Further to our recent stories on the success of Papua New Guniea's star youngsters at the Queensland U16 Country Championships and Queensland State U16 Championships, AFL PNG have issued a press release detailing their very encouraging results being achieved at junior and senior level in Australian Football. We don't normally publish entire press releases verbatim, but this excellent report from Scott Reid deserves a full read.
Highlights include Stanis Susuve's selection for the Queensland Scorpions, the DeLaSalle Scholarship and a summary of the seven Papuans now playing senior footy in the Sunshine state's leagues. AFL Queensland Talent Manager Mark Browning suggests higher honours await several of the under 16s players and AFL PNG CEO Andrew Cadzow believes PNG is now recognised as the emerging top talent zone outside of Australia, including Ireland.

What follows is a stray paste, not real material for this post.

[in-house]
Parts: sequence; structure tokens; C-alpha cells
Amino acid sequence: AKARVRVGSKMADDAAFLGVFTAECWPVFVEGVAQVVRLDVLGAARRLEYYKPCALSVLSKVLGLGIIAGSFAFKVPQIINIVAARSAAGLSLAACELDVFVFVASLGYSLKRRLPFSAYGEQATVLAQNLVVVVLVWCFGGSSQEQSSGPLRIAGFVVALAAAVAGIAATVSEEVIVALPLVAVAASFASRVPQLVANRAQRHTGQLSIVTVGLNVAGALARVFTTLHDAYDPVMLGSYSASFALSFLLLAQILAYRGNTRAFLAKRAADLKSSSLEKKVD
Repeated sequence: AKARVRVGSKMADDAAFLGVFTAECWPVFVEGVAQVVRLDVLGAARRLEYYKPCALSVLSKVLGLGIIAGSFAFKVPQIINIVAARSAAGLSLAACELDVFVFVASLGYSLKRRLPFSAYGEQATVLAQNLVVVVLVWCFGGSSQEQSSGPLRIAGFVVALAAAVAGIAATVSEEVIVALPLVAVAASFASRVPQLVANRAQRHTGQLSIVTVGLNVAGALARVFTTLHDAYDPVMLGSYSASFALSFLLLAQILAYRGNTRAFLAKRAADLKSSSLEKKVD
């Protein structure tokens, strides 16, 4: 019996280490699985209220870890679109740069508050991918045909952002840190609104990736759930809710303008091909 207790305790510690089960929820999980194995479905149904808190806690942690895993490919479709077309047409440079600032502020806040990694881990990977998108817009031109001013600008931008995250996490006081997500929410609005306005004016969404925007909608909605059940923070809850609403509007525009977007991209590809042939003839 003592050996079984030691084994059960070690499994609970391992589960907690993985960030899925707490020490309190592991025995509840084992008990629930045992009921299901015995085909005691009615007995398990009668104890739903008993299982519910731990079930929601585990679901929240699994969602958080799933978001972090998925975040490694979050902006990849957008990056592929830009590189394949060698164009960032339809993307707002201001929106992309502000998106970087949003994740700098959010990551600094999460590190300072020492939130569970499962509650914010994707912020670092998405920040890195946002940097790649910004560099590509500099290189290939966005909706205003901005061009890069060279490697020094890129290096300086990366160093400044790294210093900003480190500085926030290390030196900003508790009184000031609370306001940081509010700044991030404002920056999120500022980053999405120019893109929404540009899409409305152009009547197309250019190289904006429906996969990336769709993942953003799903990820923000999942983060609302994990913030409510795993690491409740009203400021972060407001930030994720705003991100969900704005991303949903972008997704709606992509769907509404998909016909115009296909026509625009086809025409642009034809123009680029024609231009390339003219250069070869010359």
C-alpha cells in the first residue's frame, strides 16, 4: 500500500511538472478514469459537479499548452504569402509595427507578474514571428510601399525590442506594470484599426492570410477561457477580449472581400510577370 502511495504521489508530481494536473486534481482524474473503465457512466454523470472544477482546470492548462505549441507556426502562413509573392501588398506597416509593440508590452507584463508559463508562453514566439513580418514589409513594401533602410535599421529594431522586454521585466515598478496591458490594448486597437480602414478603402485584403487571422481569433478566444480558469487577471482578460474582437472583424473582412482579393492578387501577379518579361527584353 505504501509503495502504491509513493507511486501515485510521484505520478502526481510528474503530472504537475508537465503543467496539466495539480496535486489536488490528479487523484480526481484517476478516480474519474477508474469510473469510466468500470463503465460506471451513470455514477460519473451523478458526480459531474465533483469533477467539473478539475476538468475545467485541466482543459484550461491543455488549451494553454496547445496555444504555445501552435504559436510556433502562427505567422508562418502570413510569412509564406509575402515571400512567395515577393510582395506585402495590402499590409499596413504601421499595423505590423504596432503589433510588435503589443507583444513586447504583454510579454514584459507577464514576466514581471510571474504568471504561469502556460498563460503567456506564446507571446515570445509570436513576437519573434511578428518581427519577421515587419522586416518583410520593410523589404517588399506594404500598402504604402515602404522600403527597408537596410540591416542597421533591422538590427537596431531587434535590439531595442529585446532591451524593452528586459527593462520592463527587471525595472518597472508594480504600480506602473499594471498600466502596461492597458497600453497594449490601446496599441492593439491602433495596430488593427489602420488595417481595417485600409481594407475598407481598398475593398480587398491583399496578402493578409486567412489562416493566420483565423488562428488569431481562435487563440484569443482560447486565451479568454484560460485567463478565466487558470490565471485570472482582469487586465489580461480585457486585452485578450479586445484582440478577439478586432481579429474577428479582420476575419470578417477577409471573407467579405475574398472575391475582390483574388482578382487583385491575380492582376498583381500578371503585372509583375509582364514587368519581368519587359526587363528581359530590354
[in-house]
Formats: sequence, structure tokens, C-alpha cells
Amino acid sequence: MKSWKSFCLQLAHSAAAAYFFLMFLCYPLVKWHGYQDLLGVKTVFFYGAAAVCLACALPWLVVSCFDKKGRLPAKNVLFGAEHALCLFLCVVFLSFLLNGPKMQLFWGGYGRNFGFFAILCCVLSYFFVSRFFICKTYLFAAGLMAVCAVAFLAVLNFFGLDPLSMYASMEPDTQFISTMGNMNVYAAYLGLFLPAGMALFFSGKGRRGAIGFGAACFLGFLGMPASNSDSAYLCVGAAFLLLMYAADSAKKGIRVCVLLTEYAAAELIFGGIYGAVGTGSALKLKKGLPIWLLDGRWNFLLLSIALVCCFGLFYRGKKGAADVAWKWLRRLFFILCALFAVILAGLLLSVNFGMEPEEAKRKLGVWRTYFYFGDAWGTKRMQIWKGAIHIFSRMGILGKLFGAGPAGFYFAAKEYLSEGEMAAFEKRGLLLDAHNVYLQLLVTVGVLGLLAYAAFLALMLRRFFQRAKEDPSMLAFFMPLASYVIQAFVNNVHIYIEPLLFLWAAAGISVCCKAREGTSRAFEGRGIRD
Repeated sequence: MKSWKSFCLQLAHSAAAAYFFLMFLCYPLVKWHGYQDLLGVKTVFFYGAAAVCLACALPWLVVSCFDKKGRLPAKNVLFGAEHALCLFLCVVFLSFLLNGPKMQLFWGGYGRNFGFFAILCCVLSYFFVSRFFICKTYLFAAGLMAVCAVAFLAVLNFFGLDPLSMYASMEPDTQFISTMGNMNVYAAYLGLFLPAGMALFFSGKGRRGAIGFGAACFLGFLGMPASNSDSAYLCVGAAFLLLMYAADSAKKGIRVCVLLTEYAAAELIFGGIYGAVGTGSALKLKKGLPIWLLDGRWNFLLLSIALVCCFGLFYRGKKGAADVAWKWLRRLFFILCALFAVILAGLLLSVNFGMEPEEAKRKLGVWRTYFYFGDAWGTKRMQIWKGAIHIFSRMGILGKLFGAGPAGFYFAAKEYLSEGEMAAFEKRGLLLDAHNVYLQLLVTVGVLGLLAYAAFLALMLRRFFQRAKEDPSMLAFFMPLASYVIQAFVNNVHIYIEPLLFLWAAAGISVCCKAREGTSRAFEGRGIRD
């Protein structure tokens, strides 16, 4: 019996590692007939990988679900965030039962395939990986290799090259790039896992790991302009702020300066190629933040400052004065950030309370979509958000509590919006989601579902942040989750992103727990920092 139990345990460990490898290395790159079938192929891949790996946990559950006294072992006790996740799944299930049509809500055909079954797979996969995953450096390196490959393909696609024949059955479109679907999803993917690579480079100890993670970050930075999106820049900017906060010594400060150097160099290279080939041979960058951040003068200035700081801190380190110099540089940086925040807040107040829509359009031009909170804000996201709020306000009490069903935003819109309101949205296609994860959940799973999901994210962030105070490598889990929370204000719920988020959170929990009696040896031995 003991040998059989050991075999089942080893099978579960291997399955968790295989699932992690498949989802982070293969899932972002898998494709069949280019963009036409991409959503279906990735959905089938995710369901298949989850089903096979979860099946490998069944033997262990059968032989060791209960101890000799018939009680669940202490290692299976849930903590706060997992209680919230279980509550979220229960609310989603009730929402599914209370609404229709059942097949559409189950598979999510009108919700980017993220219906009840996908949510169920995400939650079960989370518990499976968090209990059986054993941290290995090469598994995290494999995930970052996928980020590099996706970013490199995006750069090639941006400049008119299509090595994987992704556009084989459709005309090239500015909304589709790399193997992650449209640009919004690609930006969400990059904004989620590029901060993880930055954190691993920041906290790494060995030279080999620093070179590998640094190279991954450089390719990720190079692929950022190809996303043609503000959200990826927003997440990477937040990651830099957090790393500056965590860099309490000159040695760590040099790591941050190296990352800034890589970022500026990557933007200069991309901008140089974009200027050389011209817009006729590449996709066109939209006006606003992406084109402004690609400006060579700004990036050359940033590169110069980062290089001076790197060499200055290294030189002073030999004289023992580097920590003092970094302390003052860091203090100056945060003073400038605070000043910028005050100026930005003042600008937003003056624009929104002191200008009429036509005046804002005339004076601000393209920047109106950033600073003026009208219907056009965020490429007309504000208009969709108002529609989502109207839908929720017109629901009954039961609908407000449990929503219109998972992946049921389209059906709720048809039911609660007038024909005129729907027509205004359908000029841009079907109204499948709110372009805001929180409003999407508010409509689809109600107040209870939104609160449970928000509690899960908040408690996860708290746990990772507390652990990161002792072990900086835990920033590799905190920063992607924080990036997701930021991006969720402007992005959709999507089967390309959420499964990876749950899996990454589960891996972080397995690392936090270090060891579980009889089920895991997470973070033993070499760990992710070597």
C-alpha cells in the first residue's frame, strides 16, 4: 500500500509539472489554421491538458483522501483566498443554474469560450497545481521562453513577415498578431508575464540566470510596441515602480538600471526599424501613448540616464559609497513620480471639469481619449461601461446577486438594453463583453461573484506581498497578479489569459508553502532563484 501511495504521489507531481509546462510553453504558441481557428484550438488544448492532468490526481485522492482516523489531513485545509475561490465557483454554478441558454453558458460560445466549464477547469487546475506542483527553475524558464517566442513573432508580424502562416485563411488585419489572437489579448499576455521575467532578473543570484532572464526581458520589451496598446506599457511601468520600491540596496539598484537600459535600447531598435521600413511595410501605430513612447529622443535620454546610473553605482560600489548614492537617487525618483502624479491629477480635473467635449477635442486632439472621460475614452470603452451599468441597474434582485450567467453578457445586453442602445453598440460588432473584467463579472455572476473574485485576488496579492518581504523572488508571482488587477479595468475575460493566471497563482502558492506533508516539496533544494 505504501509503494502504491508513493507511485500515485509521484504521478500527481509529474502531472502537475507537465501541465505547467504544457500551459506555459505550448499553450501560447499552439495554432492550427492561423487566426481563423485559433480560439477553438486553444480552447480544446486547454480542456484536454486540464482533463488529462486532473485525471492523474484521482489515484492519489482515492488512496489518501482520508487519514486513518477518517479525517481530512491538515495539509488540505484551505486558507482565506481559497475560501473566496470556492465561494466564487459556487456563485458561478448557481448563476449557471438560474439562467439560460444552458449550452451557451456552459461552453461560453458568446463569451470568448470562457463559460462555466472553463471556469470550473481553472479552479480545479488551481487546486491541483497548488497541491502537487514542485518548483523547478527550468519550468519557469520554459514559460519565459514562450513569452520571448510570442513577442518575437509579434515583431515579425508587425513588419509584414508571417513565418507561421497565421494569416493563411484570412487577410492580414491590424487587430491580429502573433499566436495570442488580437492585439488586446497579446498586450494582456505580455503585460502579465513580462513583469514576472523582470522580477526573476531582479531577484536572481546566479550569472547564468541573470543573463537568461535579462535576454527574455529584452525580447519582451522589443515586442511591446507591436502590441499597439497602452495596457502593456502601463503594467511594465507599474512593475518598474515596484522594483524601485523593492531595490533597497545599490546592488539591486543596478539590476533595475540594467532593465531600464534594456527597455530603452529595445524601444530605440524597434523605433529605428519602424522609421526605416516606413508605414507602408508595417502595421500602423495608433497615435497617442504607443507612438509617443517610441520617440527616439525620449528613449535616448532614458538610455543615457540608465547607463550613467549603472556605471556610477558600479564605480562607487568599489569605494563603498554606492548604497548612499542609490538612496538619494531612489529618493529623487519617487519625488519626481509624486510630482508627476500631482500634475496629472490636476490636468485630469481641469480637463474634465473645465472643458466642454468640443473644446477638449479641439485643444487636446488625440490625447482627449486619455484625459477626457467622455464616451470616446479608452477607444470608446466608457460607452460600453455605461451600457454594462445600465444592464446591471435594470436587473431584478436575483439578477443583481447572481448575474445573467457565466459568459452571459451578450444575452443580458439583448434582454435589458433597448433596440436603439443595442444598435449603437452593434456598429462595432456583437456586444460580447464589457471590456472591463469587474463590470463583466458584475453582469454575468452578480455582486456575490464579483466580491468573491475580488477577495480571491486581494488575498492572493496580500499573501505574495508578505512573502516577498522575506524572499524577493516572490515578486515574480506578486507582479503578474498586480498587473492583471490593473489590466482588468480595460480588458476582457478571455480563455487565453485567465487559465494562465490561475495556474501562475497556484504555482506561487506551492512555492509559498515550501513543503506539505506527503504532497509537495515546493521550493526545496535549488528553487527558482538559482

The ramifications for the world growth of Australian Football are not yet clear. The rapidly accelerating strength of PNG may discourage other countries and if AFL clubs focus more on PNG than other nations may feel neglected. However, as Papuans make their way into the Aussie football system there will be wider recognition of the game's international potential, and this may well see increased support. Time will tell but for supporters of footy spreading beyond Australia's shores it is certainly heartening to see impressive results starting to flow. And when a few "home grown" Papuans do make the big time, footy will take off in Australia's northern neighbour.
The Melbourne Football Club and Melbourne City Council have made the headlines a few times in the last six months with their program to export Australian rules football to China via the sister-city relationship between Melbourne and Tianjin. Early this year Tom Mattessi was named as the first 'Ambassador' of footy to leave for China as part of the sister-city deal - WFN caught up with him to talk about progress so far, the immediate start-up plans and where the project could lead.